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Volume 44 Number 6
Volume 44 Number 6
Volume 44 Number 6
Volume 44 Number 6
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Volume 44 Number 4 Volume 44 Number 5 Volume 44 Number 6

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Research articles

ScienceAsia 44(2018): 346-354 |doi: 10.2306/scienceasia1513-1874.2018.44.346

Kinetics, isotherm and thermodynamics of sterol adsorption on styrene-divinylbenzene anion-exchange resins

Chinakrit Ladadoka, Takehiro Yamakib, Keigo Matsudac, Hideyuki Matsumotod, Duangkamol Na-Ranonga,*

ABSTRACT:     Phytosterols can be recovered from natural resources using molecular distillation, cold crystallization, which require large energy consumption. Adsorption was considered as a feasible alternative method. In this study, kinetics, isotherm and thermodynamics of stigmasterol adsorption on styrene-divinylbenzene with two different functional groups, strong base (SB-R) and weak base (WB-R), were investigated using a model solution of stigmasterol in n-heptane. Isothermal adsorption experiments were performed in temperature range of 298?313 K and concentration range of 0.3?6.0 mg/gsol. For both SB-R and WB-R cases, kinetics of adsorption was analysed based on pseudofirst-order and pseudo-second-order models and the results revealed that pseudo-second-order model agreed with the experimental data much better than pseudo-first-order model. Analysis of isotherm data based on Langmuir, Freundlich and linear models showed that Freundlich was the best model that could predict behaviour of sterol adsorption for both SB-R and WB-R cases. In addition, thermodynamics parameters (ΔG, ΔH and ΔS) indicated that the sterol adsorptions on these adsorbents were spontaneous, exothermic and favourable at low temperature.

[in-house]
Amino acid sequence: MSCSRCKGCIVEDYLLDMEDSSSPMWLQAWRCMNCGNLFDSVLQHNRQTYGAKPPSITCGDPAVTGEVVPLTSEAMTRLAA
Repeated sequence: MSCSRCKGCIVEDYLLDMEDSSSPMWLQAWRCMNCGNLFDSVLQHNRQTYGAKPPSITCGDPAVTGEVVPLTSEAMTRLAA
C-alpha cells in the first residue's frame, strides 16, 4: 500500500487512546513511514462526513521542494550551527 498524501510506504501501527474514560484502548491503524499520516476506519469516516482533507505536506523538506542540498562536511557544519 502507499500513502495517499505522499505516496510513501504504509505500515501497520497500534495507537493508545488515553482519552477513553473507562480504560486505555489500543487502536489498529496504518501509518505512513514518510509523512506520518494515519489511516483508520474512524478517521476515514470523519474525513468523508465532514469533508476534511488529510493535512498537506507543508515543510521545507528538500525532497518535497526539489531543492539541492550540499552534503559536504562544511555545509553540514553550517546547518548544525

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a Department of Chemical Engineering, Faculty of Engineering, King Mongkut?s Institute of Technology Ladkrabang, 1, Chalongkrung 1, Ladkrabang, Bangkok 10520 Thailand
b National Institute of Advanced Industrial Science and Technology, Research Institute for Chemical Process Technology, 1-1-1 Higashi, Tsukuba, Ibaraki Japan
c Department of Chemistry and Chemical Engineering, Graduate School of Science and Engineering, Yamagata University, 4-3-16, Jonan, Yonezawa-shi, Yamagata 992-8510 Japan
d Department of Chemical Science and Engineering, School of materials and Chemical Technology, Tokyo Institute of Technology, 2-12-1 Ookayama, Meguro-ku, Tokyo 152-8552 Japan

* Corresponding author, E-mail: dnaranong@hotmail.com, duangkamol.na@kmitl.ac.th

Received 9 Jan 2018, Accepted 19 Nov 2018